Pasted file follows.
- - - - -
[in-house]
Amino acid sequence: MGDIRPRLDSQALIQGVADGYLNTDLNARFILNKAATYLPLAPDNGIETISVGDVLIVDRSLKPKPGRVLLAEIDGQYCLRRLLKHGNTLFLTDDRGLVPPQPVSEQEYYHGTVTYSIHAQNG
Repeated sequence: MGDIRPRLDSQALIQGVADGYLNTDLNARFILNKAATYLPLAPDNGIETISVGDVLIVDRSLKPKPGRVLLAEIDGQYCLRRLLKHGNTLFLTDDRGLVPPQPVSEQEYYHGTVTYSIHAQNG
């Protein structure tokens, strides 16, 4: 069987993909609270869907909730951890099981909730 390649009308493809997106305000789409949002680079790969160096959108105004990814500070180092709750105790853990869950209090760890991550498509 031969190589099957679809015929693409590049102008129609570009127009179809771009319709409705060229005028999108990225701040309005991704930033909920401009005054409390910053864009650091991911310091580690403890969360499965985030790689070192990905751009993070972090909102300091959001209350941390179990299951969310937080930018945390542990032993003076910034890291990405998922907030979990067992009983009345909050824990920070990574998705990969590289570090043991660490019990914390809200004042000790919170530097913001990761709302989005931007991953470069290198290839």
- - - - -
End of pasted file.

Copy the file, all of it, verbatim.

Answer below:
[in-house]
Amino acid sequence: MGDIRPRLDSQALIQGVADGYLNTDLNARFILNKAATYLPLAPDNGIETISVGDVLIVDRSLKPKPGRVLLAEIDGQYCLRRLLKHGNTLFLTDDRGLVPPQPVSEQEYYHGTVTYSIHAQNG
Repeated sequence: MGDIRPRLDSQALIQGVADGYLNTDLNARFILNKAATYLPLAPDNGIETISVGDVLIVDRSLKPKPGRVLLAEIDGQYCLRRLLKHGNTLFLTDDRGLVPPQPVSEQEYYHGTVTYSIHAQNG
């Protein structure tokens, strides 16, 4: 069987993909609270869907909730951890099981909730 390649009308493809997106305000789409949002680079790969160096959108105004990814500070180092709750105790853990869950209090760890991550498509 031969190589099957679809015929693409590049102008129609570009127009179809771009319709409705060229005028999108990225701040309005991704930033909920401009005054409390910053864009650091991911310091580690403890969360499965985030790689070192990905751009993070972090909102300091959001209350941390179990299951969310937080930018945390542990032993003076910034890291990405998922907030979990067992009983009345909050824990920070990574998705990969590289570090043991660490019990914390809200004042000790919170530097913001990761709302989005931007991953470069290198290839």